Hot Cross Buns

Why are they called Hot Cross Buns??

I grew up learning this rhyme and did not have any interest in finding out the origins. We just learned what we were taught by our teachers from being a part of the British Commonwealth.

Hot cross buns, hot cross buns,

One a penny two a penny,

Hot cross buns

If you have no daughters, give them to your sons

Hot cross buns

I have since done some research albeit many decades later and today’s seach throws yet another different take on it’s origins. When I first starting making these buns, it was because of my husband’s craving for them as it was a tradition for him to have Hot Cross Buns especially on Good Friday.

This recipe is easy and a quick make. This batch of buns might become a family tradition for Easter!!

Hot Cross Buns

Ingredients:Hot Cross Buns 

A) 1 cup warm milk

11g instant yeast (1 tablespoon)

1 1/2 teaspoon sugar

B) 2 1/2 cups + 3 tablespoon plain / all-purpose flour

1/2 teaspoon salt

1/2 cup sugar

1/4 teaspoon allspice powder

1/4 teaspoon ground ginger (dry)

1 teaspoon cinnamon powder

1/4 teaspoon nutmeg powder

D) 1/2 cup raisins

1 egg

30g / 1 tablespoon butter , softened

E) 1/4 cup plain / all-purpose flour


1 teaspoon lemon juice

1 teaspoon lemon zest (1/2 teaspoon if using dried lemon zest)


  • Starting with Ingredients (A) :- Heat milk to just warm to the touch.
  • Add sugar & dry instant yeast to the milk. Set aside.
  • Mix all ingredients in (B) in a mixing bowl for stand mixer. Make a well in the middle.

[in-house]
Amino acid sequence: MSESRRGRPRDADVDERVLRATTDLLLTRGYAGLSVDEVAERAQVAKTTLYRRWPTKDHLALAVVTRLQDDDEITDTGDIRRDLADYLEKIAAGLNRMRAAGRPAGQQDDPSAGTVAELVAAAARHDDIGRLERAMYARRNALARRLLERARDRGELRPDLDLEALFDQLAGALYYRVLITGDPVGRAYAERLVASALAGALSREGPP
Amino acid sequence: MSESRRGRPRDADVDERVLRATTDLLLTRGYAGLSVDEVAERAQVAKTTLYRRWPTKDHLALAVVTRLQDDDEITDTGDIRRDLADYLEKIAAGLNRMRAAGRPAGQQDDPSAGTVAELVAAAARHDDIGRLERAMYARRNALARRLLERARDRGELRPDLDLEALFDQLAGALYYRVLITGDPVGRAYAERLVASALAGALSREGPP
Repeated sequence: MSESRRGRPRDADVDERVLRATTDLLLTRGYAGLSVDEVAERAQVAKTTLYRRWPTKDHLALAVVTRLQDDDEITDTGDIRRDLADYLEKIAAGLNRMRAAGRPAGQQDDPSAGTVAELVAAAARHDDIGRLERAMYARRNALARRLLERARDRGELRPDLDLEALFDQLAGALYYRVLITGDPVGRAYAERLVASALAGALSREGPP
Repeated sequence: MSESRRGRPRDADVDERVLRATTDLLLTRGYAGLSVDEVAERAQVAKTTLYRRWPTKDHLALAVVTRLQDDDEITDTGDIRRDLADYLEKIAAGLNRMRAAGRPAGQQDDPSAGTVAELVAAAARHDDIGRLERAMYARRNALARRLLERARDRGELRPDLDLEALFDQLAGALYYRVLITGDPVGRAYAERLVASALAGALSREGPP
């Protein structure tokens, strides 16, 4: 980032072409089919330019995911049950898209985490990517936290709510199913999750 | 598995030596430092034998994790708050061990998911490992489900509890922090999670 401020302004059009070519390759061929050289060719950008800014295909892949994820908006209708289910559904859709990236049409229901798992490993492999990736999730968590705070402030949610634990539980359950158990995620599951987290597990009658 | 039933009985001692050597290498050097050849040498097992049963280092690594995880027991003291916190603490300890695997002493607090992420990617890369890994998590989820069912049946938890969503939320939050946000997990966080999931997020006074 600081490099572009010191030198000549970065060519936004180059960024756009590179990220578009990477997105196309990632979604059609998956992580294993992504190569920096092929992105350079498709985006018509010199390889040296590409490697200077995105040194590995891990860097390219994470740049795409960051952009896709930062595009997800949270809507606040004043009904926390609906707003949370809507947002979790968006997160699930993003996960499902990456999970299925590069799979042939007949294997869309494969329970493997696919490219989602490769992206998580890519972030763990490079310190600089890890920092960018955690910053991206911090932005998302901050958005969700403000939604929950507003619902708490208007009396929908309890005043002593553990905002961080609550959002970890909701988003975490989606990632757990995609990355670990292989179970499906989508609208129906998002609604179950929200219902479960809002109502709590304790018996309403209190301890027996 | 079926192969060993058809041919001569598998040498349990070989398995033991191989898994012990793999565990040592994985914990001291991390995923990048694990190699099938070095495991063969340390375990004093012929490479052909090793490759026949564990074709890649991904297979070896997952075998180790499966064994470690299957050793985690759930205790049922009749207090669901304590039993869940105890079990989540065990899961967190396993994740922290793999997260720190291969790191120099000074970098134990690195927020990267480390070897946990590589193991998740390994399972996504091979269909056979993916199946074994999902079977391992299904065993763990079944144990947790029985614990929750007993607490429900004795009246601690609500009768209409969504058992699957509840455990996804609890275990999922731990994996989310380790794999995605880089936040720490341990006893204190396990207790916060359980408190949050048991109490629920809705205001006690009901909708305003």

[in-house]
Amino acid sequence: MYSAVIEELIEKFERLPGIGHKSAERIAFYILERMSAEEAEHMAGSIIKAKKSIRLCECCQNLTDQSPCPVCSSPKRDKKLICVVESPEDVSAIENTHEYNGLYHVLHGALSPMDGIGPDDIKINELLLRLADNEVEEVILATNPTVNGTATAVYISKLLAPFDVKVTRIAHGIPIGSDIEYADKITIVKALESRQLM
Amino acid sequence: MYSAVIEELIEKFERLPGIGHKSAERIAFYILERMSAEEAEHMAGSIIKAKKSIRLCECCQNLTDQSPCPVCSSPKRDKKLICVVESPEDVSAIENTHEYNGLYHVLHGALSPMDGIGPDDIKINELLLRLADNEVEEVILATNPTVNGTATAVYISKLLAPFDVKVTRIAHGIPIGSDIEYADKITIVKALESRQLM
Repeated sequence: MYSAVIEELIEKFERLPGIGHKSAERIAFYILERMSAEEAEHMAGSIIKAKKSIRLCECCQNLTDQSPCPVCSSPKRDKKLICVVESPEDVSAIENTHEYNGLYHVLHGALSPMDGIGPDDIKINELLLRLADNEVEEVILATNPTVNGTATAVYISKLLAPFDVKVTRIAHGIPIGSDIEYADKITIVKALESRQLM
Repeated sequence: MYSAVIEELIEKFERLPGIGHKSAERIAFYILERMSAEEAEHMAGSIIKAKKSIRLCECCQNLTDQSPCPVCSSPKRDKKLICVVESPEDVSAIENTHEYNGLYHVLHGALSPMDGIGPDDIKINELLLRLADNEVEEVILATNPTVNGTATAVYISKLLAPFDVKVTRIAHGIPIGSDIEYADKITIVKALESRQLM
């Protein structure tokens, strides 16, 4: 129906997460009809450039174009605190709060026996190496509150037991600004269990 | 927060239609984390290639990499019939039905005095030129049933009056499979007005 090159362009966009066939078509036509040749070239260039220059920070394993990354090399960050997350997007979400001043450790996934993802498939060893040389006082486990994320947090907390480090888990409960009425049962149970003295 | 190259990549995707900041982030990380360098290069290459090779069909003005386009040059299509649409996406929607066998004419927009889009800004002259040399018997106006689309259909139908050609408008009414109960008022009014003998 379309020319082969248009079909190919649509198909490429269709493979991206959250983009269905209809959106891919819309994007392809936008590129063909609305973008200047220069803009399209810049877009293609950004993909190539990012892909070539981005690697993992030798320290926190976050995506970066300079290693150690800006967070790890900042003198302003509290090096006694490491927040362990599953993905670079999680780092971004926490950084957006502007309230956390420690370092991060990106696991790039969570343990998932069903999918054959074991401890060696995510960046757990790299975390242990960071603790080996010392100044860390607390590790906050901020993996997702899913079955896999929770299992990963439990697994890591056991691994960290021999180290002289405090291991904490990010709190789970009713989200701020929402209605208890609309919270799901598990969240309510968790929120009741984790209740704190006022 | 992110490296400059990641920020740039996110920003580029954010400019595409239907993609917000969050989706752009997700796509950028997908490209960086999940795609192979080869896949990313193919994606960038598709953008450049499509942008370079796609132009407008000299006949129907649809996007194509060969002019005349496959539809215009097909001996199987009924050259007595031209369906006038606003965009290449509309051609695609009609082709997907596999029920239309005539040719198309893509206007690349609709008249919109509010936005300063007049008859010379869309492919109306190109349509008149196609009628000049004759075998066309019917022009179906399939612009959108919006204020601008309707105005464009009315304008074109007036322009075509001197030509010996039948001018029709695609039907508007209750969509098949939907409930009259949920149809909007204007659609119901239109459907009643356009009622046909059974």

• The yeast mixture (A) should have starting to froth by now. Add this liquid to the dry ingredients (B)
  • Turn the mixer to ‘STIR’ till the liquid is mixed in but not into a dough. Allow to autolyse (activating the yeast/gluten) for about 20 minutes.
  • After 20 minutes, using dough hook, mix the dough to form a ball.
  • Add the egg and beat for 10 minutes or so before adding in the raisins & butter.
  • Beat for 5 minutes more. It should form a dough. If it is still wet, start adding more flour 1 tablespoon at a time. *Sometimes, the amount of egg is more causing the dough to be more ‘wet’, hence the need to increase the dry ingredients (flour) to make the dough pliable & workable.
  • Once the dough has formed a somewhat sticky ball, stop beating it up.
  • Cover with a kitchen towel & allow to proof. It is ready for the next stage when it has proofed for about an hour (more or less, depending on weather conditions) or doubled in size.
  • Prepare Ingredients (E) for the markings of the ‘Cross’. Add enough water to the flour to get a just liquid mixture.
  • Add the lemon juice & zest to the roux / flour mixture. Set aside for later use.
  • Once the dough has doubled in size. Punch down or remove from the mixing bowl onto a floured surface/counter.
  • Prepare a baking pan, I used a 9″x13″ tray which could only hold 15 buns, spaced 3 columns 5 rows. The remaining bun was simply placed in a small foil tart pan.
  • Divide the dough into 16 portions. Flour each portion lightly & fold inwards to make a ball. Place on the baking tray.
  • Allow to proof till doubled in size.
  • Preheat the oven to 180ºC (350ºF).
  • It will be easier to mark the ‘crosses’ onto the top of the buns after they have proofed to double size. Using a spoon or a spreader, mark ‘X’ on the tops of the buns with the mixture of Ingredients (E)
  • Bake for 20 minutes.
  • Remove and allow to cool.
  • Can be eaten as is or with butter / jam spread.

Happy Easter!!


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